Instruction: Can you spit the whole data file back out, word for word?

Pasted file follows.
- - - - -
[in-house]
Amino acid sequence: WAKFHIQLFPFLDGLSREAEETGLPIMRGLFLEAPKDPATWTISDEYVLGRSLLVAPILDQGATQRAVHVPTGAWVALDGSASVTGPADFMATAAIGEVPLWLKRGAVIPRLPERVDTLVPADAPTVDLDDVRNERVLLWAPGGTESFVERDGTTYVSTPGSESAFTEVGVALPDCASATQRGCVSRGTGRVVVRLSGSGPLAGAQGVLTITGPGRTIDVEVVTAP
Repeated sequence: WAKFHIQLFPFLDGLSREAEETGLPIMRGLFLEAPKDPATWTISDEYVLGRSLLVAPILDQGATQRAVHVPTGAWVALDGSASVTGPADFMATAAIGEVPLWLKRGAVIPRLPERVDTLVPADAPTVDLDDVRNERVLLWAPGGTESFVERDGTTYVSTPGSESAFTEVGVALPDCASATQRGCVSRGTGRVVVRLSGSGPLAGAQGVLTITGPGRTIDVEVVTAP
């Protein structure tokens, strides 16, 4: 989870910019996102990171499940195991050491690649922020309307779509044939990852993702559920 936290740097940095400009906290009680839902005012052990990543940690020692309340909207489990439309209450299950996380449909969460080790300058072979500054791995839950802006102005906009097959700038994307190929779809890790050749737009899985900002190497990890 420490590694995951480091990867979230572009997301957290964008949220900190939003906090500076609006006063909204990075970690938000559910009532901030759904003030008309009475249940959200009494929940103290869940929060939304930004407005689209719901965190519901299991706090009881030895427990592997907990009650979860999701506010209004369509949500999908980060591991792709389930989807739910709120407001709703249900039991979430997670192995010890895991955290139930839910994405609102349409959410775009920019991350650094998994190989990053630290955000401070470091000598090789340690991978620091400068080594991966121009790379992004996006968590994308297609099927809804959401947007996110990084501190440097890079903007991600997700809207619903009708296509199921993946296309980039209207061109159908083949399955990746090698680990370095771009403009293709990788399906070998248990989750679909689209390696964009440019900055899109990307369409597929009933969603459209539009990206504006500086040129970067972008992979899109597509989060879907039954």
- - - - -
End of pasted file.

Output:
[in-house]
Amino acid sequence: WAKFHIQLFPFLDGLSREAEETGLPIMRGLFLEAPKDPATWTISDEYVLGRSLLVAPILDQGATQRAVHVPTGAWVALDGSASVTGPADFMATAAIGEVPLWLKRGAVIPRLPERVDTLVPADAPTVDLDDVRNERVLLWAPGGTESFVERDGTTYVSTPGSESAFTEVGVALPDCASATQRGCVSRGTGRVVVRLSGSGPLAGAQGVLTITGPGRTIDVEVVTAP
Repeated sequence: WAKFHIQLFPFLDGLSREAEETGLPIMRGLFLEAPKDPATWTISDEYVLGRSLLVAPILDQGATQRAVHVPTGAWVALDGSASVTGPADFMATAAIGEVPLWLKRGAVIPRLPERVDTLVPADAPTVDLDDVRNERVLLWAPGGTESFVERDGTTYVSTPGSESAFTEVGVALPDCASATQRGCVSRGTGRVVVRLSGSGPLAGAQGVLTITGPGRTIDVEVVTAP
């Protein structure tokens, strides 16, 4: 989870910019996102990171499940195991050491690649922020309307779509044939990852993702559920 936290740097940095400009906290009680839902005012052990990543940690020692309340909207489990439309209450299950996380449909969460080790300058072979500054791995839950802006102005906009097959700038994307190929779809890790050749737009899985900002190497990890 420490590694995951480091990867979230572009997301957290964008949220900190939003906090500076609006006063909204990075970690938000559910009532901030759904003030008309009475249940959200009494929940103290869940929060939304930004407005689209719901965190519901299991706090009881030895427990592997907990009650979860999701506010209004369509949500999908980060591991792709389930989807739910709120407001709703249900039991979430997670192995010890895991955290139930839910994405609102349409959410775009920019991350650094998994190989990053630290955000401070470091000598090789340690991978620091400068080594991966121009790379992004996006968590994308297609099927809804959401947007996110990084501190440097890079903007991600997700809207619903009708296509199921993946296309980039209207061109159908083949399955990746090698680990370095771009403009293709990788399906070998248990989750679909689209390696964009440019900055899109990307369409597929009933969603459209539009990206504006500086040129970067972008992979899109597509989060879907039954």